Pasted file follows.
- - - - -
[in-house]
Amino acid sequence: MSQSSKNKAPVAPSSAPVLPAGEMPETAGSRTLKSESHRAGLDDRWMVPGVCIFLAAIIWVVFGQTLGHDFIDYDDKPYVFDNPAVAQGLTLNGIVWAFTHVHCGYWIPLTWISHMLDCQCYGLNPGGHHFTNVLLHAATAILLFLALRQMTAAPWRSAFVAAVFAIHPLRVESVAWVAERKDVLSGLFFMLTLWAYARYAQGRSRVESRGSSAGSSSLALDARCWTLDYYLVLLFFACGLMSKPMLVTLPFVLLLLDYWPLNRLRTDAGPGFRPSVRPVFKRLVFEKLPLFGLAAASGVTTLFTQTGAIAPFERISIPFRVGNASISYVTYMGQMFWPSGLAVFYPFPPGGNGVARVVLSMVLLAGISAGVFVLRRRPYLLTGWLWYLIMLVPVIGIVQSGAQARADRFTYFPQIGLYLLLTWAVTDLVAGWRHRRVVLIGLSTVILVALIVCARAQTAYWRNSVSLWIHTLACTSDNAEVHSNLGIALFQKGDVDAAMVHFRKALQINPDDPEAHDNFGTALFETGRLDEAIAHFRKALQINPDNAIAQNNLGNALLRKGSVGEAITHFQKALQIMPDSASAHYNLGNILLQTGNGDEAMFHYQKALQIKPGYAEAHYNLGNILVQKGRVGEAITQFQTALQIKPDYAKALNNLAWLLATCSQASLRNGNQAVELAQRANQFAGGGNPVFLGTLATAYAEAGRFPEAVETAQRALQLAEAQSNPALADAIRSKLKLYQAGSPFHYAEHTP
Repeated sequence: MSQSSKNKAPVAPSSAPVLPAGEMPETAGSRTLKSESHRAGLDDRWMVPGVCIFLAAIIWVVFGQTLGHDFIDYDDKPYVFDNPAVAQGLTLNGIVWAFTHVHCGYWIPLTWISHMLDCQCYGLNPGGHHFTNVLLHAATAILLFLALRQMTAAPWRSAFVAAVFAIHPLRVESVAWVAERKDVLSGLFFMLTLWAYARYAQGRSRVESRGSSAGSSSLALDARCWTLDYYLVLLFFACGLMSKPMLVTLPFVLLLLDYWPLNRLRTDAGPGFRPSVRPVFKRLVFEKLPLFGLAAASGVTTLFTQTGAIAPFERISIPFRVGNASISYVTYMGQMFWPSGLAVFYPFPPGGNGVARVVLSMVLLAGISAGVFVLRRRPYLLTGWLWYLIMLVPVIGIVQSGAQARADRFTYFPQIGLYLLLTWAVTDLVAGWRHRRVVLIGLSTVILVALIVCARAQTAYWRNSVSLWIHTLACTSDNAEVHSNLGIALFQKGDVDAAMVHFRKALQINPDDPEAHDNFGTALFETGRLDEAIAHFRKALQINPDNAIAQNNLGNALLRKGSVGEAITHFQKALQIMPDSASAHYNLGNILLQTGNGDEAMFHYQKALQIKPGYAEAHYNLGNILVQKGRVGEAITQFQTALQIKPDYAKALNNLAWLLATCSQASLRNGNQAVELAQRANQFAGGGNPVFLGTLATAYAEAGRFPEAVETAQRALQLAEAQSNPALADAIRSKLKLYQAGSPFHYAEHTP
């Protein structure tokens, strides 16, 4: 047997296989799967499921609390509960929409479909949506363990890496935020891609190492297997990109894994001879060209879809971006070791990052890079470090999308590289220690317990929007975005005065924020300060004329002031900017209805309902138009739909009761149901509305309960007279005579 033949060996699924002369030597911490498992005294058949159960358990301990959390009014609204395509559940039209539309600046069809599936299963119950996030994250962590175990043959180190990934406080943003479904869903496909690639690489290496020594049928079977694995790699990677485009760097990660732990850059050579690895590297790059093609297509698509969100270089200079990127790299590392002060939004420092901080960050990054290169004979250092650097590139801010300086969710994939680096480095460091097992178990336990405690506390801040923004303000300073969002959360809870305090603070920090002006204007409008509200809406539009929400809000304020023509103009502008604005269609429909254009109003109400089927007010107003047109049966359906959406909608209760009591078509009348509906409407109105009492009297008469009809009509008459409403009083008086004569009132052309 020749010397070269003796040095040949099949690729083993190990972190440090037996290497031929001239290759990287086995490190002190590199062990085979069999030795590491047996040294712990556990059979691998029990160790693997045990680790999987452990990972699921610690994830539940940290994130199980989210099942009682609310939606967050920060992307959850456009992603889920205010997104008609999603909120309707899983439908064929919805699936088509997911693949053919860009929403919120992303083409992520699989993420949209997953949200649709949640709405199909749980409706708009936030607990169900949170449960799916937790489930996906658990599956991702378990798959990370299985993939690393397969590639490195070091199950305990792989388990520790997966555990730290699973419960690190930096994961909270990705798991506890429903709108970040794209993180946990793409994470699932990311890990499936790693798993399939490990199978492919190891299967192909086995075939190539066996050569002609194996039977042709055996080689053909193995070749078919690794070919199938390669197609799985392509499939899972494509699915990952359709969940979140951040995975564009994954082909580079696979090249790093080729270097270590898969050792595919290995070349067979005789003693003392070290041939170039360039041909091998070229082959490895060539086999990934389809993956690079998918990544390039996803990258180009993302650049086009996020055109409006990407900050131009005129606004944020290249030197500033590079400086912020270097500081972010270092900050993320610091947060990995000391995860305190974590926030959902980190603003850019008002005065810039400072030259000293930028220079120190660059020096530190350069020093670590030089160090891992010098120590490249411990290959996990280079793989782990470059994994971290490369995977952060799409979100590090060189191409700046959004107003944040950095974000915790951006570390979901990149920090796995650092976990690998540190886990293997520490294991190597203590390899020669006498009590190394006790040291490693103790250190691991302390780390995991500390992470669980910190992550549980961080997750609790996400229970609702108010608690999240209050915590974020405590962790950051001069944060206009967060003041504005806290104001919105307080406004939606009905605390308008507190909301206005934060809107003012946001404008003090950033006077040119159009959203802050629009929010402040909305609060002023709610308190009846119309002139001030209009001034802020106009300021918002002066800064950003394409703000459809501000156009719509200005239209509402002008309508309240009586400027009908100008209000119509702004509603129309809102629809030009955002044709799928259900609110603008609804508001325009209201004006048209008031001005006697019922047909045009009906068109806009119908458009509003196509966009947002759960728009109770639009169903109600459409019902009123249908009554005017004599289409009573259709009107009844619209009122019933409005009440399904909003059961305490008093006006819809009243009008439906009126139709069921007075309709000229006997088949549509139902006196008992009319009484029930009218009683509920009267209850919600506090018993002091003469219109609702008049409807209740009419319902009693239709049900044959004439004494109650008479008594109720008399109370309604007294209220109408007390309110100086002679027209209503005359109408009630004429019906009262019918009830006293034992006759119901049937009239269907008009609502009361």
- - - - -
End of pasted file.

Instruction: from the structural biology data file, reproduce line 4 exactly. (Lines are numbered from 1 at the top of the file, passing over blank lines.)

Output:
């Protein structure tokens, strides 16, 4: 047997296989799967499921609390509960929409479909949506363990890496935020891609190492297997990109894994001879060209879809971006070791990052890079470090999308590289220690317990929007975005005065924020300060004329002031900017209805309902138009739909009761149901509305309960007279005579 033949060996699924002369030597911490498992005294058949159960358990301990959390009014609204395509559940039209539309600046069809599936299963119950996030994250962590175990043959180190990934406080943003479904869903496909690639690489290496020594049928079977694995790699990677485009760097990660732990850059050579690895590297790059093609297509698509969100270089200079990127790299590392002060939004420092901080960050990054290169004979250092650097590139801010300086969710994939680096480095460091097992178990336990405690506390801040923004303000300073969002959360809870305090603070920090002006204007409008509200809406539009929400809000304020023509103009502008604005269609429909254009109003109400089927007010107003047109049966359906959406909608209760009591078509009348509906409407109105009492009297008469009809009509008459409403009083008086004569009132052309 020749010397070269003796040095040949099949690729083993190990972190440090037996290497031929001239290759990287086995490190002190590199062990085979069999030795590491047996040294712990556990059979691998029990160790693997045990680790999987452990990972699921610690994830539940940290994130199980989210099942009682609310939606967050920060992307959850456009992603889920205010997104008609999603909120309707899983439908064929919805699936088509997911693949053919860009929403919120992303083409992520699989993420949209997953949200649709949640709405199909749980409706708009936030607990169900949170449960799916937790489930996906658990599956991702378990798959990370299985993939690393397969590639490195070091199950305990792989388990520790997966555990730290699973419960690190930096994961909270990705798991506890429903709108970040794209993180946990793409994470699932990311890990499936790693798993399939490990199978492919190891299967192909086995075939190539066996050569002609194996039977042709055996080689053909193995070749078919690794070919199938390669197609799985392509499939899972494509699915990952359709969940979140951040995975564009994954082909580079696979090249790093080729270097270590898969050792595919290995070349067979005789003693003392070290041939170039360039041909091998070229082959490895060539086999990934389809993956690079998918990544390039996803990258180009993302650049086009996020055109409006990407900050131009005129606004944020290249030197500033590079400086912020270097500081972010270092900050993320610091947060990995000391995860305190974590926030959902980190603003850019008002005065810039400072030259000293930028220079120190660059020096530190350069020093670590030089160090891992010098120590490249411990290959996990280079793989782990470059994994971290490369995977952060799409979100590090060189191409700046959004107003944040950095974000915790951006570390979901990149920090796995650092976990690998540190886990293997520490294991190597203590390899020669006498009590190394006790040291490693103790250190691991302390780390995991500390992470669980910190992550549980961080997750609790996400229970609702108010608690999240209050915590974020405590962790950051001069944060206009967060003041504005806290104001919105307080406004939606009905605390308008507190909301206005934060809107003012946001404008003090950033006077040119159009959203802050629009929010402040909305609060002023709610308190009846119309002139001030209009001034802020106009300021918002002066800064950003394409703000459809501000156009719509200005239209509402002008309508309240009586400027009908100008209000119509702004509603129309809102629809030009955002044709799928259900609110603008609804508001325009209201004006048209008031001005006697019922047909045009009906068109806009119908458009509003196509966009947002759960728009109770639009169903109600459409019902009123249908009554005017004599289409009573259709009107009844619209009122019933409005009440399904909003059961305490008093006006819809009243009008439906009126139709069921007075309709000229006997088949549509139902006196008992009319009484029930009218009683509920009267209850919600506090018993002091003469219109609702008049409807209740009419319902009693239709049900044959004439004494109650008479008594109720008399109370309604007294209220109408007390309110100086002679027209209503005359109408009630004429019906009262019918009830006293034992006759119901049937009239269907008009609502009361």